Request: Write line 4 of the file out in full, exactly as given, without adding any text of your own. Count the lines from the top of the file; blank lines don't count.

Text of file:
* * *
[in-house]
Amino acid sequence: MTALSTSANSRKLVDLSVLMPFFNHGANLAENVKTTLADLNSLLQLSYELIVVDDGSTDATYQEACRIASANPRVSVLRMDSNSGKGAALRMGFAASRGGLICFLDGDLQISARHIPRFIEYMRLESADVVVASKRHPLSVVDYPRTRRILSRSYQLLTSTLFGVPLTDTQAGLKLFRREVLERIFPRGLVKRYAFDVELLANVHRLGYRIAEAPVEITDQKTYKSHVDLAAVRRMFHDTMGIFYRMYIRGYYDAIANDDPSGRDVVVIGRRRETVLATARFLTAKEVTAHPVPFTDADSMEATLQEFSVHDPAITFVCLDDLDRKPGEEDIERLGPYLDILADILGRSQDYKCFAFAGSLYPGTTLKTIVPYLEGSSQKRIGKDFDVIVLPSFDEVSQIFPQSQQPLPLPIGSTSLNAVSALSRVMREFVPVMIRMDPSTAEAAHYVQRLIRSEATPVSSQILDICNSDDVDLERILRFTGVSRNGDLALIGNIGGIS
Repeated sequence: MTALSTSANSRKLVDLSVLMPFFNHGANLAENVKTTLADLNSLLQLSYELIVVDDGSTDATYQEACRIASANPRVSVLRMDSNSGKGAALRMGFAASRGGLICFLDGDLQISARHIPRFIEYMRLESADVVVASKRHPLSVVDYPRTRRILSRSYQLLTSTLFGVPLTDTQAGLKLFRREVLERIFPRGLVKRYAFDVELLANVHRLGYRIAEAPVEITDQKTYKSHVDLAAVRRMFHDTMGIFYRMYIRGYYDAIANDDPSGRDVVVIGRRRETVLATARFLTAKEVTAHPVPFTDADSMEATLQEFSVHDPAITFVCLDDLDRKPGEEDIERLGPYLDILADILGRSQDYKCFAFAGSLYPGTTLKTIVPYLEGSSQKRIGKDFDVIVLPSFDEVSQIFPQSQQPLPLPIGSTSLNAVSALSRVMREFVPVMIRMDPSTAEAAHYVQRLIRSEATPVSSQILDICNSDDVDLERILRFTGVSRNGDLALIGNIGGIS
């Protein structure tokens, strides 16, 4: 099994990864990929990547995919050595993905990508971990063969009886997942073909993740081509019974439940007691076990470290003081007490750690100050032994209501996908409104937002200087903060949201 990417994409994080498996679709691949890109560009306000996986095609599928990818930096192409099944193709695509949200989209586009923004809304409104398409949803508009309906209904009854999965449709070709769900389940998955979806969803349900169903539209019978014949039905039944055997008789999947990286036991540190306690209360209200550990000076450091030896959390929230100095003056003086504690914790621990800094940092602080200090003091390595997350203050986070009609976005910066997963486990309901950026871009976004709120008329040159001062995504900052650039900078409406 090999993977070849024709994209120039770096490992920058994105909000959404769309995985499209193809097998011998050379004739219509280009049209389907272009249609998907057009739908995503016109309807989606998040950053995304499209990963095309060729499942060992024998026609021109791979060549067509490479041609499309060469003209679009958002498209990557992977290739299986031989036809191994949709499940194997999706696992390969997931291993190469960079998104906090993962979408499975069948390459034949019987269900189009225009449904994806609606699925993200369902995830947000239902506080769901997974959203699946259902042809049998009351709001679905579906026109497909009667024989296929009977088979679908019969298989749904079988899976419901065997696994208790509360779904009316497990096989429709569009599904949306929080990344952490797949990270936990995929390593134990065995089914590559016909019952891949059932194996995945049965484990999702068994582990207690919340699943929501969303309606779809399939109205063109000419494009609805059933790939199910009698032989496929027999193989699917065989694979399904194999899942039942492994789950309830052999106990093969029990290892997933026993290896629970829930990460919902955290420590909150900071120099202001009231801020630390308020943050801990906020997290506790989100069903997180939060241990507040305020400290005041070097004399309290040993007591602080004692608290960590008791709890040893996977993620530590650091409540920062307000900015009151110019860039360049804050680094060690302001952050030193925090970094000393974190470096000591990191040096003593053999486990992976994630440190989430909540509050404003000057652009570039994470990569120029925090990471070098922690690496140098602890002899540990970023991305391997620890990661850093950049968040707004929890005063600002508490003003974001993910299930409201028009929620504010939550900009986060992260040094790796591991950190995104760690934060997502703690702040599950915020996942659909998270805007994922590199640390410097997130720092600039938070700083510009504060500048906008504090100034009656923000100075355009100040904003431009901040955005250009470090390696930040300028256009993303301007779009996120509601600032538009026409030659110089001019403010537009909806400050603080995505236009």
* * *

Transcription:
């Protein structure tokens, strides 16, 4: 099994990864990929990547995919050595993905990508971990063969009886997942073909993740081509019974439940007691076990470290003081007490750690100050032994209501996908409104937002200087903060949201 990417994409994080498996679709691949890109560009306000996986095609599928990818930096192409099944193709695509949200989209586009923004809304409104398409949803508009309906209904009854999965449709070709769900389940998955979806969803349900169903539209019978014949039905039944055997008789999947990286036991540190306690209360209200550990000076450091030896959390929230100095003056003086504690914790621990800094940092602080200090003091390595997350203050986070009609976005910066997963486990309901950026871009976004709120008329040159001062995504900052650039900078409406 090999993977070849024709994209120039770096490992920058994105909000959404769309995985499209193809097998011998050379004739219509280009049209389907272009249609998907057009739908995503016109309807989606998040950053995304499209990963095309060729499942060992024998026609021109791979060549067509490479041609499309060469003209679009958002498209990557992977290739299986031989036809191994949709499940194997999706696992390969997931291993190469960079998104906090993962979408499975069948390459034949019987269900189009225009449904994806609606699925993200369902995830947000239902506080769901997974959203699946259902042809049998009351709001679905579906026109497909009667024989296929009977088979679908019969298989749904079988899976419901065997696994208790509360779904009316497990096989429709569009599904949306929080990344952490797949990270936990995929390593134990065995089914590559016909019952891949059932194996995945049965484990999702068994582990207690919340699943929501969303309606779809399939109205063109000419494009609805059933790939199910009698032989496929027999193989699917065989694979399904194999899942039942492994789950309830052999106990093969029990290892997933026993290896629970829930990460919902955290420590909150900071120099202001009231801020630390308020943050801990906020997290506790989100069903997180939060241990507040305020400290005041070097004399309290040993007591602080004692608290960590008791709890040893996977993620530590650091409540920062307000900015009151110019860039360049804050680094060690302001952050030193925090970094000393974190470096000591990191040096003593053999486990992976994630440190989430909540509050404003000057652009570039994470990569120029925090990471070098922690690496140098602890002899540990970023991305391997620890990661850093950049968040707004929890005063600002508490003003974001993910299930409201028009929620504010939550900009986060992260040094790796591991950190995104760690934060997502703690702040599950915020996942659909998270805007994922590199640390410097997130720092600039938070700083510009504060500048906008504090100034009656923000100075355009100040904003431009901040955005250009470090390696930040300028256009993303301007779009996120509601600032538009026409030659110089001019403010537009909806400050603080995505236009």